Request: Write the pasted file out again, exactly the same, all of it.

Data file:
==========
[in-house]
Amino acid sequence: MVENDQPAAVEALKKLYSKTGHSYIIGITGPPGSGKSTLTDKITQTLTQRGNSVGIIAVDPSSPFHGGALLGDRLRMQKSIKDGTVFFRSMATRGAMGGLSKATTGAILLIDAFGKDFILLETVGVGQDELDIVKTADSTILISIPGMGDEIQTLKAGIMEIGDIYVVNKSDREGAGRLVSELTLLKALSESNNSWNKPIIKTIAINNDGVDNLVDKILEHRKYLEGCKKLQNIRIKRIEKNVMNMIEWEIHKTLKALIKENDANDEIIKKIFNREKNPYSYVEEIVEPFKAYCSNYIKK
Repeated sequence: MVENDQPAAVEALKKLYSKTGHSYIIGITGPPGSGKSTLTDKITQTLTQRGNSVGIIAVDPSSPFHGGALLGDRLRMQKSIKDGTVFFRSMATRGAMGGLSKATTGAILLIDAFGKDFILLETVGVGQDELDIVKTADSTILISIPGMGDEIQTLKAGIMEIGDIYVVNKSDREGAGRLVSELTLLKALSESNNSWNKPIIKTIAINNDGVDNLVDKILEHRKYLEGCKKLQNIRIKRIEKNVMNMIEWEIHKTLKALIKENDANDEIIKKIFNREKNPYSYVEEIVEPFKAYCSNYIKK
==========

[in-house]
Amino acid sequence: MVENDQPAAVEALKKLYSKTGHSYIIGITGPPGSGKSTLTDKITQTLTQRGNSVGIIAVDPSSPFHGGALLGDRLRMQKSIKDGTVFFRSMATRGAMGGLSKATTGAILLIDAFGKDFILLETVGVGQDELDIVKTADSTILISIPGMGDEIQTLKAGIMEIGDIYVVNKSDREGAGRLVSELTLLKALSESNNSWNKPIIKTIAINNDGVDNLVDKILEHRKYLEGCKKLQNIRIKRIEKNVMNMIEWEIHKTLKALIKENDANDEIIKKIFNREKNPYSYVEEIVEPFKAYCSNYIKK
Repeated sequence: MVENDQPAAVEALKKLYSKTGHSYIIGITGPPGSGKSTLTDKITQTLTQRGNSVGIIAVDPSSPFHGGALLGDRLRMQKSIKDGTVFFRSMATRGAMGGLSKATTGAILLIDAFGKDFILLETVGVGQDELDIVKTADSTILISIPGMGDEIQTLKAGIMEIGDIYVVNKSDREGAGRLVSELTLLKALSESNNSWNKPIIKTIAINNDGVDNLVDKILEHRKYLEGCKKLQNIRIKRIEKNVMNMIEWEIHKTLKALIKENDANDEIIKKIFNREKNPYSYVEEIVEPFKAYCSNYIKK